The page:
While I appreciate many of N.T. Wright’s contributions to theology, there are some things he says that baffle me to no end.  For example, on September 15 he wrote a short piece for the Washington Post titled “American Christians and the death penalty.”  He claims that

you can’t reconcile being pro-life on abortion and pro-death on the death penalty. Almost all the early Christian Fathers were opposed to the death penalty, even though it was of course standard practice across the ancient world. As far as they were concerned, their stance went along with the traditional ancient Jewish and Christian belief in life as a gift from God, which is why (for instance) they refused to follow the ubiquitous pagan practice of ‘exposing’ baby girls (i.e. leaving them out for the wolves or for slave-traders to pick up).

This is the typical “seamless garment” argument which says a pro-life view demands that one be opposed to all killing of humans, including capital punishment.  Wright thinks it is impossible to reconcile support for capital punishment with a pro-life ethic.  Wright is a brilliant and well-informed man.  Surely he is aware of the principled basis those who oppose abortion but support capital punishment appeal to as justification for their view.  This justification was spelled out nicely by ZZim, a commenter on Wright’s article.  ZZim responded to Wright’s assertion by saying, “Sure you can [reconcile being pro-life on abortion and support capital punishment], it’s easy. Unborn babies are innocent, therefore society should protect them. Vicious killers are guilty and society should be protected FROM them. There is not [sic] need for reconciliation, these are completely separate issues.”  Exactly!  I find it difficult to believe that Wright is unaware of this justification.  Even if he disagrees with it, the fact remains that it can reconcile the two seemingly conflicting positions.  Perhaps the problem is the way Wright is defining “pro-life.”  If he defines this to mean we oppose any and all killing of human beings under all circumstances, then he’s right: it would be impossible to reconcile support of capital punishment with a pro-life ethic such as applied in the case of the unborn.  But this is not how many pro-life advocates define pro-life.  They are not against any and all killing of human beings.  They see justification for killing under certain circumstances.  What they are opposed to is the intentional killing of defenseless and innocent human beings.  Perhaps their definition of pro-life is wrong and Wright’s is right, but that is something he must argue for.  He can’t just assume pro-life means it is never justified to take any human life, and then declare all those who support capital punishment as being inconsistent.  Their view is completely consistent with their own pro-life ethic.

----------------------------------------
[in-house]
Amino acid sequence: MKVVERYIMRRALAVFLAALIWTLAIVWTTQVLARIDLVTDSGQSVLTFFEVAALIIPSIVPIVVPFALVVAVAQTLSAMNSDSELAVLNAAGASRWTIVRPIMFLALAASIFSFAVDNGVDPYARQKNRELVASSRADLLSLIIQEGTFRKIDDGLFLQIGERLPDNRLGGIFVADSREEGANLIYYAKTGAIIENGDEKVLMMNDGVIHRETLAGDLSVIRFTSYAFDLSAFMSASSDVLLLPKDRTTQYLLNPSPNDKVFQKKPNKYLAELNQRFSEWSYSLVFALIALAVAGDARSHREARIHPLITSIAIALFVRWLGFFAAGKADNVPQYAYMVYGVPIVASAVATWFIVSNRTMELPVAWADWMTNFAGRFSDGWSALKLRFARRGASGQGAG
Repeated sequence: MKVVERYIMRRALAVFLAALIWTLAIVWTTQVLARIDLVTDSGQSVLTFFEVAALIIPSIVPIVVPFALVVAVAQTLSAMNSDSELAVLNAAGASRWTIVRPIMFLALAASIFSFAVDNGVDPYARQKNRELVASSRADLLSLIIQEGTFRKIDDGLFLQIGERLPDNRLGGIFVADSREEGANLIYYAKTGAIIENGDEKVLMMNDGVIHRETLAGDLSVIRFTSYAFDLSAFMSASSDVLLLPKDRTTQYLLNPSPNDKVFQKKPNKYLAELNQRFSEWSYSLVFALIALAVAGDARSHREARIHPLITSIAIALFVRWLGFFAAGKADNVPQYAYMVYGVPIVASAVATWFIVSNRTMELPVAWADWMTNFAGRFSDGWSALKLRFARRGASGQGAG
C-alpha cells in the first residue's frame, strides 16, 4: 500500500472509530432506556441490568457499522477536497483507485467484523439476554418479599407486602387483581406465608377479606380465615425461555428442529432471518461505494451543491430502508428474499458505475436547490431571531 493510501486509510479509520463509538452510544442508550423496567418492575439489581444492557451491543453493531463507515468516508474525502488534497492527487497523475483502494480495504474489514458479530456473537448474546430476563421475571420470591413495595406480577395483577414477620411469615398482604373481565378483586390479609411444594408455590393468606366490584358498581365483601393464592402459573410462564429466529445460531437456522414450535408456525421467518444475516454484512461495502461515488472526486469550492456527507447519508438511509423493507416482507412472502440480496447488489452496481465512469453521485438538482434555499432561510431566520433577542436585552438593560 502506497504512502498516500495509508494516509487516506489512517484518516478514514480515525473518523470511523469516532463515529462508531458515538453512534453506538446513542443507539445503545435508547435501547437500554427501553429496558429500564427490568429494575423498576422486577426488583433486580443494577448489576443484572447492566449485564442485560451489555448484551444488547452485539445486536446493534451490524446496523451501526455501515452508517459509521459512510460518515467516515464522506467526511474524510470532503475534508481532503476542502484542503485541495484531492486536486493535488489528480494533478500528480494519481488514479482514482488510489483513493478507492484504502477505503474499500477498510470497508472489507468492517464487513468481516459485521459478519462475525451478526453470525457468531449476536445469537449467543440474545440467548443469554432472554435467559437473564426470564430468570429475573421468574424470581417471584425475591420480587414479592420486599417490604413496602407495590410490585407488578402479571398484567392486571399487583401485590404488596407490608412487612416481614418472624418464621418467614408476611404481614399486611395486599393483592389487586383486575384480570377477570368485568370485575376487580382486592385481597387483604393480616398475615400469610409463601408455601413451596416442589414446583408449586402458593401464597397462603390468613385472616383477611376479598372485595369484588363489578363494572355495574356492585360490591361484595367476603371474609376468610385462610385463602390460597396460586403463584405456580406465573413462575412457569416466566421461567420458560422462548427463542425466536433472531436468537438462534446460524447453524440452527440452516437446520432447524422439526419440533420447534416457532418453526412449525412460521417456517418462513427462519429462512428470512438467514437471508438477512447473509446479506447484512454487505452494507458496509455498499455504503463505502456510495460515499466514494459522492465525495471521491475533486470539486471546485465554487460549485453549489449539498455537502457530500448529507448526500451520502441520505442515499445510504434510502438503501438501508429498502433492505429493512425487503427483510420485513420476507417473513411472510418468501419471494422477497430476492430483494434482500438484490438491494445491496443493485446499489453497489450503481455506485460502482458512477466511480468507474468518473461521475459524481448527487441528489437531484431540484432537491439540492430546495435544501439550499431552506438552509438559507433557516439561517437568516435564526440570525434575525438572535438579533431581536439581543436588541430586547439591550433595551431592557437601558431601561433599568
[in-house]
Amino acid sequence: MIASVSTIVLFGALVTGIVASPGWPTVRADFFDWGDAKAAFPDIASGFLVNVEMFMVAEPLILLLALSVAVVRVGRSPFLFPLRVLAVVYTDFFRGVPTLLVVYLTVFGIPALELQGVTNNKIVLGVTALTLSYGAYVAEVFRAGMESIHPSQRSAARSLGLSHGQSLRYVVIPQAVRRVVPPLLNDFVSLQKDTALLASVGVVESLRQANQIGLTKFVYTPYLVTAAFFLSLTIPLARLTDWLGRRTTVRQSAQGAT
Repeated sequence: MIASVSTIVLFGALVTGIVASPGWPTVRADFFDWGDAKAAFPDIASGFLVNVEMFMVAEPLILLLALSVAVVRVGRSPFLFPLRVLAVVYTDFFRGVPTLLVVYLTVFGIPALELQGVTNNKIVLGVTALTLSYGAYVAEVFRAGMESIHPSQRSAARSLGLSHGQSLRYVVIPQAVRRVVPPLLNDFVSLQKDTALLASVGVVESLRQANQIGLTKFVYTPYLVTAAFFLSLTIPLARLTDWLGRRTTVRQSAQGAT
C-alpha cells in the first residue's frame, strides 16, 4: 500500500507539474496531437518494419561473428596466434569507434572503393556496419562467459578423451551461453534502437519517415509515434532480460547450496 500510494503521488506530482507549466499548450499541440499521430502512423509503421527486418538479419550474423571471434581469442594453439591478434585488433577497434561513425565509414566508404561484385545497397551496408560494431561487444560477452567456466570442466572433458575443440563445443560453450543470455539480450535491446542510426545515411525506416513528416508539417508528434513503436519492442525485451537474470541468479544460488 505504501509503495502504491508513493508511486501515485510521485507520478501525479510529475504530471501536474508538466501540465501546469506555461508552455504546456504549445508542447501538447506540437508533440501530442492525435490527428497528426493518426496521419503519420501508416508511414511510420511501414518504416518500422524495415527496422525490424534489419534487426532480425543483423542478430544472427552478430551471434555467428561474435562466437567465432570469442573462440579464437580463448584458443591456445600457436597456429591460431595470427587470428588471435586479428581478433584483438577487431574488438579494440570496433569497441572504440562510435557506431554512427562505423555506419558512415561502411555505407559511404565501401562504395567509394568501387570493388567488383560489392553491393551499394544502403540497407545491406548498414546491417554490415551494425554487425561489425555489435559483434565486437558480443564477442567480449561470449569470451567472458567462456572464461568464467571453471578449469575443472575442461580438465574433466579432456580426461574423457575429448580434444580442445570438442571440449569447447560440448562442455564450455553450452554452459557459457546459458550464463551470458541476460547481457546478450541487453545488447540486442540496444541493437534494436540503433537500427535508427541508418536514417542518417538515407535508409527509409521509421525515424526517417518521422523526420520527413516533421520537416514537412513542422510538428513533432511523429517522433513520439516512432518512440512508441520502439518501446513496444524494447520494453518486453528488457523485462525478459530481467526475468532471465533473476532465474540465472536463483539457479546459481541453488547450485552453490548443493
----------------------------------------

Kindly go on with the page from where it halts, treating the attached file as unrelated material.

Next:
For more reading on why the seamless garment argument does not work, see my post titled “The Seamless Garment Argument.” If you are interested in reading my assessment of capital punishment from a Biblical and rational perspective, see “Capital Punishment and the Christian Worldview.”